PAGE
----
Fr: Ganga namaqua
Ang: Namaqua Sandgrouse
All: Namaflughuhn
Esp: Ganga Namaqua
Ita: Grandule del Namaqua
Nd: Namaquazandhoen
Sd: namaquaflyghöna


Didier Buysse
Vision d’Oiseaux

Callie de Wet

Jean Michel Fenerole
Photos d’Oiseaux du monde

Text by Nicole Bouglouan


HANDBOOK OF THE BIRDS OF THE WORLD vol 4 by Josep del Hoyo-Andrew Elliott-Jordi Sargatal - Lynx Edicions - ISBN: 8487334229

BIRDS OF AFRICA SOUTH OF THE SAHARA by Ian Sinclair and Peter Ryan - Princeton University Press Princeton and Oxford - ISBN: 0691118159

BIRDS OF SOUTHERN AFRICA – By Ian Sinclair, Phil Hockey and Warwick Tarboton – Princeton Field Guides - Princeton and Oxford – ISBN: 0-691-09682-1

ROBERTS BIRDS OF SOUTH AFRICA by G. R. Mc Lachlan and R. Liversidge – The Trustees of the John Voelcker Bird Book Fund – ISBN: 0620031182

Avibase (Denis Lepage)

Birdlife International

Birds of the World

Structure and mechanics of water-holding feathers of Namaqua sandgrouse (Pterocles namaqua)

MIT News - Scientists uncover the amazing way sandgrouse hold water in their feathers

Biodiversity & Development Institute

The breeding biology of the Namaqua Sandgrouse, Pterocles namaqua



Biodiversity Explorer

Creagus – SANDGROUSE Pteroclidae

Sandgrouse - From Wikipedia, the free encyclopedia

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Namaqua Sandgrouse
Pterocles namaqua

Pterocliformes Order – Pteroclidae Family

The Namaqua Sandgrouse is found in several arid regions of South Africa, Angola, Namibia, Zimbabwe, Botswana and Lesotho. The species is usually found in desert and areas of low rainfall where it can find seeds and have some access to freshwater source. It feeds mainly on seeds, but other food items such as leaves, flowers, small fruits, insects and molluscs are also part of its diet.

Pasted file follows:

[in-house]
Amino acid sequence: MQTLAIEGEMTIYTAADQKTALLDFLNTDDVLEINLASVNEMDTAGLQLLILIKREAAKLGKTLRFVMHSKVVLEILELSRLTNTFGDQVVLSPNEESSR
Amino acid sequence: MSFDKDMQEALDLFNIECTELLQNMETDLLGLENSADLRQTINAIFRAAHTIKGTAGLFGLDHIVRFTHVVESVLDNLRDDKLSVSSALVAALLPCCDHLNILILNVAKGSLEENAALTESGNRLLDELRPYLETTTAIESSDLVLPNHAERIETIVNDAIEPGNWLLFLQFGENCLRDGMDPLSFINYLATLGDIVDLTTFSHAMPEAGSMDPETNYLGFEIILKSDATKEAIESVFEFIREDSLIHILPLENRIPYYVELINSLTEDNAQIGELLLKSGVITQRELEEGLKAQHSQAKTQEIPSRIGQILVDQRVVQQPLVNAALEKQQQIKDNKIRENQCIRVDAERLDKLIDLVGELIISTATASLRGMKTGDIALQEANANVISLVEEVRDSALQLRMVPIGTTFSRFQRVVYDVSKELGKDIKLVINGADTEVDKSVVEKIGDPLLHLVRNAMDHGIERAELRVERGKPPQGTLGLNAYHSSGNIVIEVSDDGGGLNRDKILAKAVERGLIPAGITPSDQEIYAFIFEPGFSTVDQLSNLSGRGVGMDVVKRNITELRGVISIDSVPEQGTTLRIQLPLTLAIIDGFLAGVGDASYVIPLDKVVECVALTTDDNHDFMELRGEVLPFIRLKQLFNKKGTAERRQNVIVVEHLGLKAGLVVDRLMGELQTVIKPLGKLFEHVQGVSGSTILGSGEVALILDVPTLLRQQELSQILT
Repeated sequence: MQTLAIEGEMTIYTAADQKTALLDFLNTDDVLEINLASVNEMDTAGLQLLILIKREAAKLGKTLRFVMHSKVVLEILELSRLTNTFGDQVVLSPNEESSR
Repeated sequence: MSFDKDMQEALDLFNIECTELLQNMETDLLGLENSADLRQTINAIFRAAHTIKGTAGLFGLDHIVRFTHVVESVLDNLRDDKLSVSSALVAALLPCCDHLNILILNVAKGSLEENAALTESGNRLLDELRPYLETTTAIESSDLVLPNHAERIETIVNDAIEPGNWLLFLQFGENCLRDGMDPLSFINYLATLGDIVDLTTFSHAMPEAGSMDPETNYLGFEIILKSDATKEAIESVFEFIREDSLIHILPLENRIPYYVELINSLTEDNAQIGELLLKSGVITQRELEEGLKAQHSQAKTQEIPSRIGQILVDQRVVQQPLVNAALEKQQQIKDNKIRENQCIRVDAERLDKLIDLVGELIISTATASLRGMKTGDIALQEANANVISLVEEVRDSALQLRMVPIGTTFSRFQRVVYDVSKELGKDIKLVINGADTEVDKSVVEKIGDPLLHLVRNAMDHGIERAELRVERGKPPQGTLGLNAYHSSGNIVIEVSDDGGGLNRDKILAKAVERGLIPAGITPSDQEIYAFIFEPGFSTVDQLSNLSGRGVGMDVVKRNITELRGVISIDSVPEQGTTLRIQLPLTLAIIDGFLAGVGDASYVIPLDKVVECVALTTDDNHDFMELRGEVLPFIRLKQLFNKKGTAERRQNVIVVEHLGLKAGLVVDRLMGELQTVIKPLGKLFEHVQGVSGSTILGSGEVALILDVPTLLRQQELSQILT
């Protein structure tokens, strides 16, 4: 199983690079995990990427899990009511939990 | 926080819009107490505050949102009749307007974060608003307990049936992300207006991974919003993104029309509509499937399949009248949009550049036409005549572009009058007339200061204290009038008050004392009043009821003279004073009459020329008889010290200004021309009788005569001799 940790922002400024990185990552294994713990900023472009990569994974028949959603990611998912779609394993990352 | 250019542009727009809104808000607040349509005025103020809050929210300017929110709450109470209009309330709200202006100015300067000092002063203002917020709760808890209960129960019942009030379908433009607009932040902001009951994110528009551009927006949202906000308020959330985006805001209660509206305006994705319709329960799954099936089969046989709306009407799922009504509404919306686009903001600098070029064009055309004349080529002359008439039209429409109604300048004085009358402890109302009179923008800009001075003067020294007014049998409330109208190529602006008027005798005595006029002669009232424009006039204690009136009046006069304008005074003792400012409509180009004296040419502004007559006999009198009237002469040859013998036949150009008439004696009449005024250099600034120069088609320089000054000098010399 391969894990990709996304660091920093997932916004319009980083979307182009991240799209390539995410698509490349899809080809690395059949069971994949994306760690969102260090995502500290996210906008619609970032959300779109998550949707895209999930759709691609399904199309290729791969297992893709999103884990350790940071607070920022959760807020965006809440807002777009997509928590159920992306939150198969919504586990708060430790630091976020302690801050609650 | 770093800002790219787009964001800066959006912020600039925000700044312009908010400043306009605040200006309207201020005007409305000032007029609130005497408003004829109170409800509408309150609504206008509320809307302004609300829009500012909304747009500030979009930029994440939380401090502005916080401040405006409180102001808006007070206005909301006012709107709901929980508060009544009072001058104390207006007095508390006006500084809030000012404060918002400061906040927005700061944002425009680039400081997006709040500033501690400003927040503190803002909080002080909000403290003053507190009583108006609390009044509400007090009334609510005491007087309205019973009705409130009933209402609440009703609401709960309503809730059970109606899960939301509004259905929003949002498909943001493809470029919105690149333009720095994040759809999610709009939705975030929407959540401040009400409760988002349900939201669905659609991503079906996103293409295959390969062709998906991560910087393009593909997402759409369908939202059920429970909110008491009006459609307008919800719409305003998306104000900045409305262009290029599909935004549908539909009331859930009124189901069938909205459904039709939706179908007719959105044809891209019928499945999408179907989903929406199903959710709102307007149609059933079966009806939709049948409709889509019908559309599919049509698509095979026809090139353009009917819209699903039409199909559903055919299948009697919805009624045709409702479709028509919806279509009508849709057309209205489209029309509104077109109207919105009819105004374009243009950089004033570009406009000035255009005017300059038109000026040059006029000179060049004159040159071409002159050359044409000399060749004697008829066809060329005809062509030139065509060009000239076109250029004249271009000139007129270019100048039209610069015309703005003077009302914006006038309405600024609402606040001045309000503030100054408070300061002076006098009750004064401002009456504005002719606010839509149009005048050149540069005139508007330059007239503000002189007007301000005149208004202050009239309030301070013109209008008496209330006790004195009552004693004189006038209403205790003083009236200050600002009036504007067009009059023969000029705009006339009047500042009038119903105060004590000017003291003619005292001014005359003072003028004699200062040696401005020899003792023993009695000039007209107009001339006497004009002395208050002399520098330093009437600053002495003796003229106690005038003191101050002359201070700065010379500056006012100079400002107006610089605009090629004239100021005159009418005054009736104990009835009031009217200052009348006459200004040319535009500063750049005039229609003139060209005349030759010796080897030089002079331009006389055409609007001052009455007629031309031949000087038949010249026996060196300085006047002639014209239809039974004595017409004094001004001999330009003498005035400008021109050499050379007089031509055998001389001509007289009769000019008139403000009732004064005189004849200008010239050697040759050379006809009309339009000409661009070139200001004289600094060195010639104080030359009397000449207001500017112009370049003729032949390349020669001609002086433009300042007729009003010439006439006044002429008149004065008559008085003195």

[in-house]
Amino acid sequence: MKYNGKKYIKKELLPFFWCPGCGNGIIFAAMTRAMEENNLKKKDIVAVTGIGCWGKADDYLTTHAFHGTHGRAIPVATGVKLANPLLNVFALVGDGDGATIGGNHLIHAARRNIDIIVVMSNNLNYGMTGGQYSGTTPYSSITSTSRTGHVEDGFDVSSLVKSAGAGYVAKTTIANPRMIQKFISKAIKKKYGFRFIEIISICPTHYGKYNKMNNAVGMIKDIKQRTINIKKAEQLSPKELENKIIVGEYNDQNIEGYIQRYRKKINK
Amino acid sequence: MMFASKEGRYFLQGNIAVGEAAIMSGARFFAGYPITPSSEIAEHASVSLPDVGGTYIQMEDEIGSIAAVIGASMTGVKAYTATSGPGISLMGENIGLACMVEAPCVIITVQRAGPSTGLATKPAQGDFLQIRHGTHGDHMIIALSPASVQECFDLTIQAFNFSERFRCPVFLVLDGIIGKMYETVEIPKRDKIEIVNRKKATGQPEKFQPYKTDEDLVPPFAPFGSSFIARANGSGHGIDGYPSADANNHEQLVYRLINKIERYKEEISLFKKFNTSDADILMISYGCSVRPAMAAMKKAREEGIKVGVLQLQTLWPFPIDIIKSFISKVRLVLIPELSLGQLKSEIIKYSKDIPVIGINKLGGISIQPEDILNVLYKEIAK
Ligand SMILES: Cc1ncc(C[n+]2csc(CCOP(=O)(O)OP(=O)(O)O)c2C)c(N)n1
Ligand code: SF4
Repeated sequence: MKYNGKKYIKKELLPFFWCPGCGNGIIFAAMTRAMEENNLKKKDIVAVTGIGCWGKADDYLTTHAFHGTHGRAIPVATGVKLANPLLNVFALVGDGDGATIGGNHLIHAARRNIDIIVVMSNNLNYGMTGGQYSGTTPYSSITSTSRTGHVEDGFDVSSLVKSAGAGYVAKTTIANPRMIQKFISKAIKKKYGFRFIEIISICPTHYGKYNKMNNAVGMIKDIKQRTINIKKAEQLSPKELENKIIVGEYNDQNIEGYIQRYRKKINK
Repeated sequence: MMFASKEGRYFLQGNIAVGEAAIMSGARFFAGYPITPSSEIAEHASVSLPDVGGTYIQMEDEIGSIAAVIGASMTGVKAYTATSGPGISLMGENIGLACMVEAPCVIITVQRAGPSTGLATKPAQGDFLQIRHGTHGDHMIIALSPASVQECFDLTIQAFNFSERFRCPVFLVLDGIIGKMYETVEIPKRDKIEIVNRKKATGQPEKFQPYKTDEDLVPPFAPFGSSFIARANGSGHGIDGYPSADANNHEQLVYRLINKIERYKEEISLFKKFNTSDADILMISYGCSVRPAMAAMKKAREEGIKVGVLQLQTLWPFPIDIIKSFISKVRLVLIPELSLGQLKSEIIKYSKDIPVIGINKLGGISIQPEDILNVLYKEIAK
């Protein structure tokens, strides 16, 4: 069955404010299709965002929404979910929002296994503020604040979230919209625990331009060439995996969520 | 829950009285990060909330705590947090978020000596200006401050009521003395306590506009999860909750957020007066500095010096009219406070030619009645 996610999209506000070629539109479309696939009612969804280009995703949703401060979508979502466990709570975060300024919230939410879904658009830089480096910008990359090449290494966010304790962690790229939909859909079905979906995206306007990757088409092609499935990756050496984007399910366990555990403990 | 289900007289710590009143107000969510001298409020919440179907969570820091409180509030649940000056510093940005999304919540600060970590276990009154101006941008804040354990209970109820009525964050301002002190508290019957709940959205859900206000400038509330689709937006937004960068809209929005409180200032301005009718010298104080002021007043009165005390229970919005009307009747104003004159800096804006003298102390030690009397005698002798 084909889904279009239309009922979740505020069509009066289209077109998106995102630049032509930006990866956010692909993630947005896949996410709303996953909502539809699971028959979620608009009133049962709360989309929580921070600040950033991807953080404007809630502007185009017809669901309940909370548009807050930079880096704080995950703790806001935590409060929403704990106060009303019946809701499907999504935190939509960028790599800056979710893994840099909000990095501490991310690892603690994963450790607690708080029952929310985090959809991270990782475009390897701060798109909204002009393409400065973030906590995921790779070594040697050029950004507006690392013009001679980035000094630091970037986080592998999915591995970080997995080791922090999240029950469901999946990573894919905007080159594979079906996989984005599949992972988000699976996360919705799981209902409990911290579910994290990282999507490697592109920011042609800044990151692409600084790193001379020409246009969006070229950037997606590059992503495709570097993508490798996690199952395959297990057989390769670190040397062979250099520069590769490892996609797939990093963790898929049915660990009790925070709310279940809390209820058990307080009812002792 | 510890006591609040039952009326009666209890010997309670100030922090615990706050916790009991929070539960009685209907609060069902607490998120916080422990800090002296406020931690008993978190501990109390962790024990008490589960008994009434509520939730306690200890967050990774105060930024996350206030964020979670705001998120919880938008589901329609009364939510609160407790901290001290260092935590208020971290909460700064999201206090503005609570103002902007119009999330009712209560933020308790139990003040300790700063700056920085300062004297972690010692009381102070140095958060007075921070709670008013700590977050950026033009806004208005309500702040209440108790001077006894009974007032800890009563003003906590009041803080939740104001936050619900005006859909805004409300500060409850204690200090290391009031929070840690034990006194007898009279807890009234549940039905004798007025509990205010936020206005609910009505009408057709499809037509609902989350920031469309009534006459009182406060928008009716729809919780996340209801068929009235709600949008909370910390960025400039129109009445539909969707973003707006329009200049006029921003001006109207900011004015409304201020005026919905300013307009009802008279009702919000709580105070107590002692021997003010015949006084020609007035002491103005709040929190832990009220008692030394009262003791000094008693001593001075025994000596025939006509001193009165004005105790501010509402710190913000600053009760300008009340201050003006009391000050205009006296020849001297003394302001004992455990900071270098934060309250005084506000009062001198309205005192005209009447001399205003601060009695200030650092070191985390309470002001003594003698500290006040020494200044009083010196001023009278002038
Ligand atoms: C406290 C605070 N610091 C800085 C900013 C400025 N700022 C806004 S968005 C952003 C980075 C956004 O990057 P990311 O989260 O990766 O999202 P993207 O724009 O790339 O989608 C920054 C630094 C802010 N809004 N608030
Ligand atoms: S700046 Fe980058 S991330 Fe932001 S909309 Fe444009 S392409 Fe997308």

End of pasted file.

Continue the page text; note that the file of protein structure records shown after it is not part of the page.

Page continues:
The Namaqua Sandgrouse is gregarious outside the breeding season, and large groups are seen at watering holes. They also spend the night in flocks.
This species may nest solitary or in small colonies. The nest is on the ground, a scrape lined with dried plant material. Both adults share the nesting duties.

The Namaqua Sandgrouse is described as common and locally abundant in much of the range. The main predators are mongooses and birds of prey, but the species is not globally threatened at the moment.

Length: 28 cm
Wingspan: 50-52 cm
Weight: M: 170-190 g – F: 150-190 g

The Namaqua Sandgrouse differs from other sandgrouses by the long, pointed, black tail.
On the upperparts, the adult male has back and upperwing mottled brown and pale blue-grey with large specks. The flight-feathers are brownish but the secondaries are tipped white. Rump and uppertail-coverts are duller, mostly brown with pale buff spots. Two long, central, black filaments extend from the rounded, olive-brown tail. The rectrices are tipped-white.  

On the underparts, we can see a white and dark purplish-brown double breast band on the yellow-brown lower breast, the white band above the other. Belly, flanks and axillaries are uniformly dark greyish-brown, fading towards the rear. Thighs, vent and undertail-coverts are yellow-brown.

Head and neck area are uniformly yellow-brown. Face and throat are washed buffy-orange.
The bill is greyish. The eyes are dark brown, surrounded by yellow, bare eyering. The strong legs and feet are greyish.   

Both female and juvenile have more cryptic plumage.
The female has buffy-yellow plumage overall, with black-brown barring, streaks and mottling over the body. On the upperwing, the tertial coverts are broadly tipped white. 
On the underparts, throat and upper breast show vertical streaks whereas lower breast, belly and thighs show dark horizontal bars. The axillaries are dark brown. The double breast band is absent. Vent and undertail-coverts are buffy-white. 
On the buffy-yellow head, the eyering is paler, mostly bluish-grey.  

The juvenile resembles female but it is more rufous above, with some white-tipped feathers.

The Namaqua Sandgrouse is found in southern Africa, from SW Angola through Namibia to Zimbabwe and patches of Botswana, Northern Cape and adjacent provinces. It is especially common in the Nama Karoo and southern Kalahari.